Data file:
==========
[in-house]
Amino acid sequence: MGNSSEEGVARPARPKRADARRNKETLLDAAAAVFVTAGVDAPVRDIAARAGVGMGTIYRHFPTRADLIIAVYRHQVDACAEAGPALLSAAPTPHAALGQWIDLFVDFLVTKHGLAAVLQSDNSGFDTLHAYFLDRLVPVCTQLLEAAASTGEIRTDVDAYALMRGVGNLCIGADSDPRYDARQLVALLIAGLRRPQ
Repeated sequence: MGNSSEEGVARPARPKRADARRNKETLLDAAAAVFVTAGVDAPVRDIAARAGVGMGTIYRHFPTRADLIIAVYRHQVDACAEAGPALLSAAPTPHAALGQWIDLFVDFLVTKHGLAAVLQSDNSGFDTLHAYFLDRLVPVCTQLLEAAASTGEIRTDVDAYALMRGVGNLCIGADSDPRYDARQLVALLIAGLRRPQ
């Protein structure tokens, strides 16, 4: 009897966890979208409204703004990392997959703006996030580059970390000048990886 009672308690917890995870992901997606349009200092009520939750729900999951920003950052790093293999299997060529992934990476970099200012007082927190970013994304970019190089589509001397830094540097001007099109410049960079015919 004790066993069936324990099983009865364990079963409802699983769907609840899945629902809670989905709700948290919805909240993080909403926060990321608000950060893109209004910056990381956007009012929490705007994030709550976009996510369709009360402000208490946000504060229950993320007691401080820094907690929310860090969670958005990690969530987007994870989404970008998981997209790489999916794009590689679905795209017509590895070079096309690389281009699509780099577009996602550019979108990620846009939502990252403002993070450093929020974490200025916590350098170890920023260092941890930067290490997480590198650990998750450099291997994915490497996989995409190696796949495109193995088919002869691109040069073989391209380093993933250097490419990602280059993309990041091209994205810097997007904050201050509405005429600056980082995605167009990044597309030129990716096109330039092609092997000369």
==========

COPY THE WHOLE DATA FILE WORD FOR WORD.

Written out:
[in-house]
Amino acid sequence: MGNSSEEGVARPARPKRADARRNKETLLDAAAAVFVTAGVDAPVRDIAARAGVGMGTIYRHFPTRADLIIAVYRHQVDACAEAGPALLSAAPTPHAALGQWIDLFVDFLVTKHGLAAVLQSDNSGFDTLHAYFLDRLVPVCTQLLEAAASTGEIRTDVDAYALMRGVGNLCIGADSDPRYDARQLVALLIAGLRRPQ
Repeated sequence: MGNSSEEGVARPARPKRADARRNKETLLDAAAAVFVTAGVDAPVRDIAARAGVGMGTIYRHFPTRADLIIAVYRHQVDACAEAGPALLSAAPTPHAALGQWIDLFVDFLVTKHGLAAVLQSDNSGFDTLHAYFLDRLVPVCTQLLEAAASTGEIRTDVDAYALMRGVGNLCIGADSDPRYDARQLVALLIAGLRRPQ
């Protein structure tokens, strides 16, 4: 009897966890979208409204703004990392997959703006996030580059970390000048990886 009672308690917890995870992901997606349009200092009520939750729900999951920003950052790093293999299997060529992934990476970099200012007082927190970013994304970019190089589509001397830094540097001007099109410049960079015919 004790066993069936324990099983009865364990079963409802699983769907609840899945629902809670989905709700948290919805909240993080909403926060990321608000950060893109209004910056990381956007009012929490705007994030709550976009996510369709009360402000208490946000504060229950993320007691401080820094907690929310860090969670958005990690969530987007994870989404970008998981997209790489999916794009590689679905795209017509590895070079096309690389281009699509780099577009996602550019979108990620846009939502990252403002993070450093929020974490200025916590350098170890920023260092941890930067290490997480590198650990998750450099291997994915490497996989995409190696796949495109193995088919002869691109040069073989391209380093993933250097490419990602280059993309990041091209994205810097997007904050201050509405005429600056980082995605167009990044597309030129990716096109330039092609092997000369």